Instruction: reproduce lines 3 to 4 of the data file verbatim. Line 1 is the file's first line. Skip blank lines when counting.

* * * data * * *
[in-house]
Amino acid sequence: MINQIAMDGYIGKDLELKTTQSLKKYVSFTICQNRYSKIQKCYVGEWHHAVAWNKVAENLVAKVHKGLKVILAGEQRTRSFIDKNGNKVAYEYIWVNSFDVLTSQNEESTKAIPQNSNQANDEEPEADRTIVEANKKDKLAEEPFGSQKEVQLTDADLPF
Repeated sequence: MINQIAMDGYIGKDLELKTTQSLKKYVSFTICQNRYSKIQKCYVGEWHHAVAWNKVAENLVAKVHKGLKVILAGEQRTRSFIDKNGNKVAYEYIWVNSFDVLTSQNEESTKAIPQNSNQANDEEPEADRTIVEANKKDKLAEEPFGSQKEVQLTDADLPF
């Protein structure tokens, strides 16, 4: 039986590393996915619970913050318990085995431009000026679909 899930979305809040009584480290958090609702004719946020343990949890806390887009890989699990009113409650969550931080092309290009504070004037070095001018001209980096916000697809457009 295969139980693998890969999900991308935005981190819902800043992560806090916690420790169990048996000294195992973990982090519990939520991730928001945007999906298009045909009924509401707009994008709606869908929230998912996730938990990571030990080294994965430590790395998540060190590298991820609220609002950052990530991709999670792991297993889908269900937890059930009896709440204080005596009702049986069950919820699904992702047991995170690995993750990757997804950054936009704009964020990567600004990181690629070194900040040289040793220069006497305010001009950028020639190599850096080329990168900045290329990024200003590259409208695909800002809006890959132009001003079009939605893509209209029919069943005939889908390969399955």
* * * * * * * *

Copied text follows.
Repeated sequence: MINQIAMDGYIGKDLELKTTQSLKKYVSFTICQNRYSKIQKCYVGEWHHAVAWNKVAENLVAKVHKGLKVILAGEQRTRSFIDKNGNKVAYEYIWVNSFDVLTSQNEESTKAIPQNSNQANDEEPEADRTIVEANKKDKLAEEPFGSQKEVQLTDADLPF
């Protein structure tokens, strides 16, 4: 039986590393996915619970913050318990085995431009000026679909 899930979305809040009584480290958090609702004719946020343990949890806390887009890989699990009113409650969550931080092309290009504070004037070095001018001209980096916000697809457009 295969139980693998890969999900991308935005981190819902800043992560806090916690420790169990048996000294195992973990982090519990939520991730928001945007999906298009045909009924509401707009994008709606869908929230998912996730938990990571030990080294994965430590790395998540060190590298991820609220609002950052990530991709999670792991297993889908269900937890059930009896709440204080005596009702049986069950919820699904992702047991995170690995993750990757997804950054936009704009964020990567600004990181690629070194900040040289040793220069006497305010001009950028020639190599850096080329990168900045290329990024200003590259409208695909800002809006890959132009001003079009939605893509209209029919069943005939889908390969399955």